… because the commentators tell us that many voted for Brexit and Trump because they felt “left behind”. It follows that they would not have done so if they had felt the opposite.
The opposite of feeling left behind is to feel included. You can’t feel included if you are not in an inclusive relationship. The Remain Campaign and Hilary Clinton would have won if they had been in relationships with people who disagree with them but were willing to trust them.
The Remain Campaign did not campaign to Remain. They campaigned not to leave. Try that with a lover and see how far you get. If it doesn’t work in love, it won’t work in politics. It’s about both emotion and facts. The fact is that the Remain team did not believe in Remain, but they didn’t like the Leavers either. Mrs May was one of these fence sitters. They were not in a relationship of any sort with the Leavers. No wonder they lost.
Hilary Clinton did not build strong enough relationships with the poor of Ohio, the cynical of Florida, the fed-up of North Carolina. The fact is, Mrs Clinton didn’t demonstrate enough that she cared. Bernie Sanders did. Moreover, her relationship with the disaffected was so weak that many of them were willing to overlook Mr Trump’s misogyny, racism and lack of ability. No wonder she lost.
Now Mrs May and Mr Trump have to deliver. They won’t because they can’t. They don’t know what they don’t know about leadership, a lethal compound ignorance. What they don’t know is that success depends on creating relationships in which most of the people you lead, even those you don’t like, thrive. You can’t do that if you are not in a relationship with them.
Mrs May is heading for a fall. It will be a big fall, and it will happen soon because a) the disaffected Leavers have merely swapped places with unheard Remainers b) she has a hectoring leadership style which alienates people and is not conducive to the deal making she must now do and c) and above all, history will recall her nadir as the moment she failed to support her judiciary in the High Court. For many, this failure to lead will neither be forgotten nor forgiven because they care deeply about hard-won core values of democracy.
Mr Trump is also heading for a fall. It will come soon as he holds all the levers of power in Congress, Senate and The White House so there is little to stop him from falling. He has toxic relationships with those he doesn’t like. No weasel words in an acceptance speech or in the transition talks with Mr Obama will change this. He will fail because he needs the help of the people he hates. And they won’t help him.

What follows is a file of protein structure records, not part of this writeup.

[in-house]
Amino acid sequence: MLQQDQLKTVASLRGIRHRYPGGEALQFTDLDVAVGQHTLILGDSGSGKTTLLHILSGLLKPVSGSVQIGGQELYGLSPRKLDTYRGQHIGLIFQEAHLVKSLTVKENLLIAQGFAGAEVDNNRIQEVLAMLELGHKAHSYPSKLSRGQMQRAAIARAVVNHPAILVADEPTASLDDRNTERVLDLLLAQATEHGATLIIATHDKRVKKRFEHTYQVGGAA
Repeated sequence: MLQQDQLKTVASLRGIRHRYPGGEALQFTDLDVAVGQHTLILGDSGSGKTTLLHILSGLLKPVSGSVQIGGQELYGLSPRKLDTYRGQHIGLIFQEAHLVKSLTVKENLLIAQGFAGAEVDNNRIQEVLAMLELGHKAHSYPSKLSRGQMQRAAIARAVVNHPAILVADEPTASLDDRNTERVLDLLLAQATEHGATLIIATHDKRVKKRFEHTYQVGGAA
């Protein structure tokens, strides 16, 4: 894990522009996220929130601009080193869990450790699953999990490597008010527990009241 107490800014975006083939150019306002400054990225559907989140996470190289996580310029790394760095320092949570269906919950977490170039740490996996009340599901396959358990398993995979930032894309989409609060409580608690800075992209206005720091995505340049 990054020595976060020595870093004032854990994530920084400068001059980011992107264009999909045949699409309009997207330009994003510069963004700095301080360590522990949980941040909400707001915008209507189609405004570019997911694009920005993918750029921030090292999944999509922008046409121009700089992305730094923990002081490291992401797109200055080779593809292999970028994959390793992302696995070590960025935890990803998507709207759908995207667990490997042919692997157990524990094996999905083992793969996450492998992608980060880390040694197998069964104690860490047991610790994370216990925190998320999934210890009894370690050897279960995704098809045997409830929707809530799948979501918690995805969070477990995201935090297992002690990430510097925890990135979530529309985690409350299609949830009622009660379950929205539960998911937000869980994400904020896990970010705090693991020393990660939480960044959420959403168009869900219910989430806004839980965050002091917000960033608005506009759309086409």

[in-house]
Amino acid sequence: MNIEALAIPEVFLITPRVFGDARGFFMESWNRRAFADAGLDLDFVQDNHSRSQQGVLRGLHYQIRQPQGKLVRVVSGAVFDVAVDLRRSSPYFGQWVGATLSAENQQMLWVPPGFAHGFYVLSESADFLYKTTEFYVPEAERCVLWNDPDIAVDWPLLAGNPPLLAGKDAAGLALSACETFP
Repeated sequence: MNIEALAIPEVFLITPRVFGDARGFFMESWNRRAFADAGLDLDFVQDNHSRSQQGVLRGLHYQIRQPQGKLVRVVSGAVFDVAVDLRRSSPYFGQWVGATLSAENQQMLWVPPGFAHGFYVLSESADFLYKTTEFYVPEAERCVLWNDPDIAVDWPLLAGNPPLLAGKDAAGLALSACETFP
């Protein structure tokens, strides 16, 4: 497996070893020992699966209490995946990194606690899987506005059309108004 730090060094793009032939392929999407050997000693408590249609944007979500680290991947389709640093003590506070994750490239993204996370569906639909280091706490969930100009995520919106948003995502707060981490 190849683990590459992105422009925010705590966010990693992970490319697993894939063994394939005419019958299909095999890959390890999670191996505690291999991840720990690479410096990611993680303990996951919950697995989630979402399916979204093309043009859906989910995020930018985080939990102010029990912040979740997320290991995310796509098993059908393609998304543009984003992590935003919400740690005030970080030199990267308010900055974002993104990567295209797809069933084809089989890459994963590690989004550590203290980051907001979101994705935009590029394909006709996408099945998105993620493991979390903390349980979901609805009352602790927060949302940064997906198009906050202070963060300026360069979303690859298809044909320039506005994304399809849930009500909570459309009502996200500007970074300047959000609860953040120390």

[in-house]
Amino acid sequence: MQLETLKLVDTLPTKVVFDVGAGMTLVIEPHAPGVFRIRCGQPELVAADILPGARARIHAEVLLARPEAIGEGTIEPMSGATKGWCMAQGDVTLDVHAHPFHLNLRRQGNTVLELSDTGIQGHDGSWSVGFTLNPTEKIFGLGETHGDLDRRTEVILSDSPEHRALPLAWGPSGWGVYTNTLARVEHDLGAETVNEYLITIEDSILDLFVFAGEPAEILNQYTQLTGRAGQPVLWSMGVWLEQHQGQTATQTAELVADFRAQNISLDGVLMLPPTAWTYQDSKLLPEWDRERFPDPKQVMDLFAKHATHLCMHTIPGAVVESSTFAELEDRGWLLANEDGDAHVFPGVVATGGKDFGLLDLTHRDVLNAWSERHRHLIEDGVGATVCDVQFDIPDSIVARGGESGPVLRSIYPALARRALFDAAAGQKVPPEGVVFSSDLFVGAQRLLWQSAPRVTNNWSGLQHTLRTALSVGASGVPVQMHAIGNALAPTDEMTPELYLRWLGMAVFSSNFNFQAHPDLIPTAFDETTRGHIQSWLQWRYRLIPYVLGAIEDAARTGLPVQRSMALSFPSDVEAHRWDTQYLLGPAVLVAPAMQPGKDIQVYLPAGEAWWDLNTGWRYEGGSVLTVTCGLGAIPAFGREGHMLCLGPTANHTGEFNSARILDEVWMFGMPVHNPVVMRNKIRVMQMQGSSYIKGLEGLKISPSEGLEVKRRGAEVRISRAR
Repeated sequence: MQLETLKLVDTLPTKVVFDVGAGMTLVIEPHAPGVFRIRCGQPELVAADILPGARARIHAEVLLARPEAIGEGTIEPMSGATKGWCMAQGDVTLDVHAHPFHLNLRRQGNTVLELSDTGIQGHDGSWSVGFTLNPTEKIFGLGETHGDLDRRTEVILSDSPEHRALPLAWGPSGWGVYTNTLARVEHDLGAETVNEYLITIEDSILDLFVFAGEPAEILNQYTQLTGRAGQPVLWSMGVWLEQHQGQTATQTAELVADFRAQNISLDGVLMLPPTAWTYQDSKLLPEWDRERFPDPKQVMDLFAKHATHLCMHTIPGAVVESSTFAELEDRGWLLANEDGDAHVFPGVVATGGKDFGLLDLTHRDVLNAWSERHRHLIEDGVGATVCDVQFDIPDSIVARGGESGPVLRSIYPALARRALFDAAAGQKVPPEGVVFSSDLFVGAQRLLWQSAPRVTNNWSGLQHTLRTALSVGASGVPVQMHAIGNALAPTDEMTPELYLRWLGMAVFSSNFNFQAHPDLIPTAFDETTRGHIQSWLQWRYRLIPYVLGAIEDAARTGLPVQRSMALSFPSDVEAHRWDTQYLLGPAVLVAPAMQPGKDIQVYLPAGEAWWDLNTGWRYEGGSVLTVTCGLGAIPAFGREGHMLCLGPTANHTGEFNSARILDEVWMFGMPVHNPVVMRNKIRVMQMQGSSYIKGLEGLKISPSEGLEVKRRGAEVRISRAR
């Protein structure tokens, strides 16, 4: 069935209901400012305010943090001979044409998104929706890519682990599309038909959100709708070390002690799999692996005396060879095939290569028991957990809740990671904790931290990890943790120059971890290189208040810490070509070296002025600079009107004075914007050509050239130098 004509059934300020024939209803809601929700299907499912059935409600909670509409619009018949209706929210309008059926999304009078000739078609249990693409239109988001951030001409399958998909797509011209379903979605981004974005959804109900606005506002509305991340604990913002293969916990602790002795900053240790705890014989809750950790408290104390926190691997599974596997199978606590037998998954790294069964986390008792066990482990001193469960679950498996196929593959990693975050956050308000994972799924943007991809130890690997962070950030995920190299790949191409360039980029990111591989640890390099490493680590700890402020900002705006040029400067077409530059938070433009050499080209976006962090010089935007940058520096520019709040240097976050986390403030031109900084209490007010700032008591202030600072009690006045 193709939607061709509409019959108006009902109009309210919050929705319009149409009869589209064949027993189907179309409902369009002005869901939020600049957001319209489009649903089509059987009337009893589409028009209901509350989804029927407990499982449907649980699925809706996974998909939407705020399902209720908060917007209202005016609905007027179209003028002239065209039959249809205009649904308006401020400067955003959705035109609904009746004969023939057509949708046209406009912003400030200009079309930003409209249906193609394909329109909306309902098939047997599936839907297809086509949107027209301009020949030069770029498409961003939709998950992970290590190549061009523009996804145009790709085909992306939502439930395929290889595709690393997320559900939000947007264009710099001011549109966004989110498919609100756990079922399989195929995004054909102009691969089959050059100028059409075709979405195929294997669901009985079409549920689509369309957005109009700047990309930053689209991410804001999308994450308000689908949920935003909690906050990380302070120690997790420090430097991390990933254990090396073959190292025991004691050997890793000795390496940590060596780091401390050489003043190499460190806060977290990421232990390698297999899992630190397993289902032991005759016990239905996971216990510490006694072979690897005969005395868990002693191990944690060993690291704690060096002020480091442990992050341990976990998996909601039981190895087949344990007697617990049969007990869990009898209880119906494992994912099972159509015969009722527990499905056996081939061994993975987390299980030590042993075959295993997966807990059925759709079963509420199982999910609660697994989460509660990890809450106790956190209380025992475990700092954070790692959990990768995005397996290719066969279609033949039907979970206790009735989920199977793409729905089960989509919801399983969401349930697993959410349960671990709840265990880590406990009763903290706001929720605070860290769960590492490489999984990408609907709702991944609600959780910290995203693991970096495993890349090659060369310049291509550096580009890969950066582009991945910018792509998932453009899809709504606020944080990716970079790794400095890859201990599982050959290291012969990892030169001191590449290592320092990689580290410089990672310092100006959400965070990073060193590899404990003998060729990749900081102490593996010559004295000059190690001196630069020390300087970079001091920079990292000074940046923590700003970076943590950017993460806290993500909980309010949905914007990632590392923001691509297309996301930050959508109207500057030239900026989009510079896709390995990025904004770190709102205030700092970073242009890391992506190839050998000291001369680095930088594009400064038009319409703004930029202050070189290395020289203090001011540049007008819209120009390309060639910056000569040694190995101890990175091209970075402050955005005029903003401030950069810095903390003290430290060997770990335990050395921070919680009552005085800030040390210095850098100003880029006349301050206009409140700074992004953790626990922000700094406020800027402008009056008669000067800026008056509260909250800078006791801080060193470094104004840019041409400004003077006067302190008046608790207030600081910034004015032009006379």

How can CEOs learn from this? What has this to do with them? Surely there is no comparison between Mrs May, Mr Trump and the CEO of any business? There is because we all know CEOs who don’t build relationships wide and deep in their organisations. They stick with the people they know and like and only do the things they feel comfortable doing. There are Trump-like characters in business. We all know them. We also know leaders like Mrs May who may be useful function leaders but make poor CEOs.
Once, I ran a change Programme at a large organisation that treated one function poorly. They saw it as non-core, a bit second-class. Even its physical location reflected its low status. Morale was low. They felt “left behind”. But they made things worse for themselves by giving out a strong smell of burning martyr – understandable, but fatal.
The function was, as IT people like to say, “mission critical”. So I asked the CEO if I could move some of them from their out of the way location into the centre of the “mission”. To his credit, he said yes.
I facilitated a relationship change programme between the function and the centre by bringing them physically into the centre where healthy relationships could develop. It got off to a shaky start but as soon as “both sides” realised that they had a shared purpose and were valued and valuable in achieving that purpose, the relationships were transformed – a word I rarely used but is true in this case.
The lesson for CEOs is that it is no good trying to achieve excellent performance without building sustainable capability. Sure, you can deliver stunning results in the short term without paying much attention to the medium term, to “the important not urgent” issues and, crucially, to those who are not at the centre of your short-term bubble. But, sooner or later you will fail.
Former Goldman Sachs chief economist, Lord Jim O’Neill is reported in the Press as saying that the recent shock results may jolt business into realising it must do more for the workers and communities it serves. He also feels leaders appear to have lost the ability to connect with many of the people they are leading. He’s right.
If you build relationships with these, they will support you even if they don’t agree with everything you say. Fail to do so, and you may experience in your organisation an internal version of Brexit-Trump because you won’t know until it’s too late and, rest uneasy, these will do lasting damage to your business.
Want to talk leadership? Contact me through my LinkedIn profile or call me on +44 (0) 207 754 0335